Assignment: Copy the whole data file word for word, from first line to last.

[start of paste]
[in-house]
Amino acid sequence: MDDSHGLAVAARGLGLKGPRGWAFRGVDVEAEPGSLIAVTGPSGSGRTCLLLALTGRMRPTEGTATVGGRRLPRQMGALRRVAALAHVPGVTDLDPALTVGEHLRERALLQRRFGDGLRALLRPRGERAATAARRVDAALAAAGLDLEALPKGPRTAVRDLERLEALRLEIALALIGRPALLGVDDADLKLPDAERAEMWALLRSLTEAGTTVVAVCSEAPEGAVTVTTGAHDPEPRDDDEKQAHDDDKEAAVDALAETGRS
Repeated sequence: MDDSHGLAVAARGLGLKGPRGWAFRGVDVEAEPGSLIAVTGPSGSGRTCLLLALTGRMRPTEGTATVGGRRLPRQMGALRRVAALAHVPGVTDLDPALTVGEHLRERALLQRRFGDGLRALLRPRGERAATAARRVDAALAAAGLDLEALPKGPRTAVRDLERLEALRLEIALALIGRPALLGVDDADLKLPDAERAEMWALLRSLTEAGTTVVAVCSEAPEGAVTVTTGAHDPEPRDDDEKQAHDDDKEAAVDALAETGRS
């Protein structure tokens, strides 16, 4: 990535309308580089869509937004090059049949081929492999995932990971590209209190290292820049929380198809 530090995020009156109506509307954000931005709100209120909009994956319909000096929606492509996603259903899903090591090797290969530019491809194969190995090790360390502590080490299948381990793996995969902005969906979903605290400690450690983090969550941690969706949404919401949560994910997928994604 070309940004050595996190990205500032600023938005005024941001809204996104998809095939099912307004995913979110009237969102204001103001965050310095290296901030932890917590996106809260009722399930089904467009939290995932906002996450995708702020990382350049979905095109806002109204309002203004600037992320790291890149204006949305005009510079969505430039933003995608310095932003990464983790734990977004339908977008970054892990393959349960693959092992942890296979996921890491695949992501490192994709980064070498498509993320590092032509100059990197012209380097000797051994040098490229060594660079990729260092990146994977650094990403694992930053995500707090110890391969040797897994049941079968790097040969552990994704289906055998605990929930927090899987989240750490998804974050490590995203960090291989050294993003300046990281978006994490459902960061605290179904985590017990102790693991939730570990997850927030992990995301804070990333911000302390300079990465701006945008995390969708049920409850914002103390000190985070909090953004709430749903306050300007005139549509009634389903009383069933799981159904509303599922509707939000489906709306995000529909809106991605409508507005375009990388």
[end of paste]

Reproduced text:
[in-house]
Amino acid sequence: MDDSHGLAVAARGLGLKGPRGWAFRGVDVEAEPGSLIAVTGPSGSGRTCLLLALTGRMRPTEGTATVGGRRLPRQMGALRRVAALAHVPGVTDLDPALTVGEHLRERALLQRRFGDGLRALLRPRGERAATAARRVDAALAAAGLDLEALPKGPRTAVRDLERLEALRLEIALALIGRPALLGVDDADLKLPDAERAEMWALLRSLTEAGTTVVAVCSEAPEGAVTVTTGAHDPEPRDDDEKQAHDDDKEAAVDALAETGRS
Repeated sequence: MDDSHGLAVAARGLGLKGPRGWAFRGVDVEAEPGSLIAVTGPSGSGRTCLLLALTGRMRPTEGTATVGGRRLPRQMGALRRVAALAHVPGVTDLDPALTVGEHLRERALLQRRFGDGLRALLRPRGERAATAARRVDAALAAAGLDLEALPKGPRTAVRDLERLEALRLEIALALIGRPALLGVDDADLKLPDAERAEMWALLRSLTEAGTTVVAVCSEAPEGAVTVTTGAHDPEPRDDDEKQAHDDDKEAAVDALAETGRS
């Protein structure tokens, strides 16, 4: 990535309308580089869509937004090059049949081929492999995932990971590209209190290292820049929380198809 530090995020009156109506509307954000931005709100209120909009994956319909000096929606492509996603259903899903090591090797290969530019491809194969190995090790360390502590080490299948381990793996995969902005969906979903605290400690450690983090969550941690969706949404919401949560994910997928994604 070309940004050595996190990205500032600023938005005024941001809204996104998809095939099912307004995913979110009237969102204001103001965050310095290296901030932890917590996106809260009722399930089904467009939290995932906002996450995708702020990382350049979905095109806002109204309002203004600037992320790291890149204006949305005009510079969505430039933003995608310095932003990464983790734990977004339908977008970054892990393959349960693959092992942890296979996921890491695949992501490192994709980064070498498509993320590092032509100059990197012209380097000797051994040098490229060594660079990729260092990146994977650094990403694992930053995500707090110890391969040797897994049941079968790097040969552990994704289906055998605990929930927090899987989240750490998804974050490590995203960090291989050294993003300046990281978006994490459902960061605290179904985590017990102790693991939730570990997850927030992990995301804070990333911000302390300079990465701006945008995390969708049920409850914002103390000190985070909090953004709430749903306050300007005139549509009634389903009383069933799981159904509303599922509707939000489906709306995000529909809106991605409508507005375009990388």